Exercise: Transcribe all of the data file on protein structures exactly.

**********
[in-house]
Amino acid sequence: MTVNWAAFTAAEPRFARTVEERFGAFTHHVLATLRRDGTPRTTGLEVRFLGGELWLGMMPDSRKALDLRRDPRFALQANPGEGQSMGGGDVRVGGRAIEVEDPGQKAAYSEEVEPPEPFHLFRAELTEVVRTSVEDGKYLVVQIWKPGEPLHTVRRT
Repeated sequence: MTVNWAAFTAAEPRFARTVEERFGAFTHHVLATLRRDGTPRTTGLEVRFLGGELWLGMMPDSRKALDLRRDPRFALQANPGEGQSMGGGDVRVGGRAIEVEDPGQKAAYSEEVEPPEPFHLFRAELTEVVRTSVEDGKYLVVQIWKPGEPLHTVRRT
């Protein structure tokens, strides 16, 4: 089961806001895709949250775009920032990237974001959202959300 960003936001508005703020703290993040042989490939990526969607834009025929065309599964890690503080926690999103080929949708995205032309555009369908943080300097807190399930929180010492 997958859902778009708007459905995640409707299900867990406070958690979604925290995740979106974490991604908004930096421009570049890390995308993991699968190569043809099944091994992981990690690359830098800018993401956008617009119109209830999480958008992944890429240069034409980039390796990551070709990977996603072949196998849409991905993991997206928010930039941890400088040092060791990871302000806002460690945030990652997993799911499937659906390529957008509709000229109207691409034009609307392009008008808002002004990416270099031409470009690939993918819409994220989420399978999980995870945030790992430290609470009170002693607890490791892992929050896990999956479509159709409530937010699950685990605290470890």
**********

[in-house]
Amino acid sequence: MTVNWAAFTAAEPRFARTVEERFGAFTHHVLATLRRDGTPRTTGLEVRFLGGELWLGMMPDSRKALDLRRDPRFALQANPGEGQSMGGGDVRVGGRAIEVEDPGQKAAYSEEVEPPEPFHLFRAELTEVVRTSVEDGKYLVVQIWKPGEPLHTVRRT
Repeated sequence: MTVNWAAFTAAEPRFARTVEERFGAFTHHVLATLRRDGTPRTTGLEVRFLGGELWLGMMPDSRKALDLRRDPRFALQANPGEGQSMGGGDVRVGGRAIEVEDPGQKAAYSEEVEPPEPFHLFRAELTEVVRTSVEDGKYLVVQIWKPGEPLHTVRRT
């Protein structure tokens, strides 16, 4: 089961806001895709949250775009920032990237974001959202959300 960003936001508005703020703290993040042989490939990526969607834009025929065309599964890690503080926690999103080929949708995205032309555009369908943080300097807190399930929180010492 997958859902778009708007459905995640409707299900867990406070958690979604925290995740979106974490991604908004930096421009570049890390995308993991699968190569043809099944091994992981990690690359830098800018993401956008617009119109209830999480958008992944890429240069034409980039390796990551070709990977996603072949196998849409991905993991997206928010930039941890400088040092060791990871302000806002460690945030990652997993799911499937659906390529957008509709000229109207691409034009609307392009008008808002002004990416270099031409470009690939993918819409994220989420399978999980995870945030790992430290609470009170002693607890490791892992929050896990999956479509159709409530937010699950685990605290470890």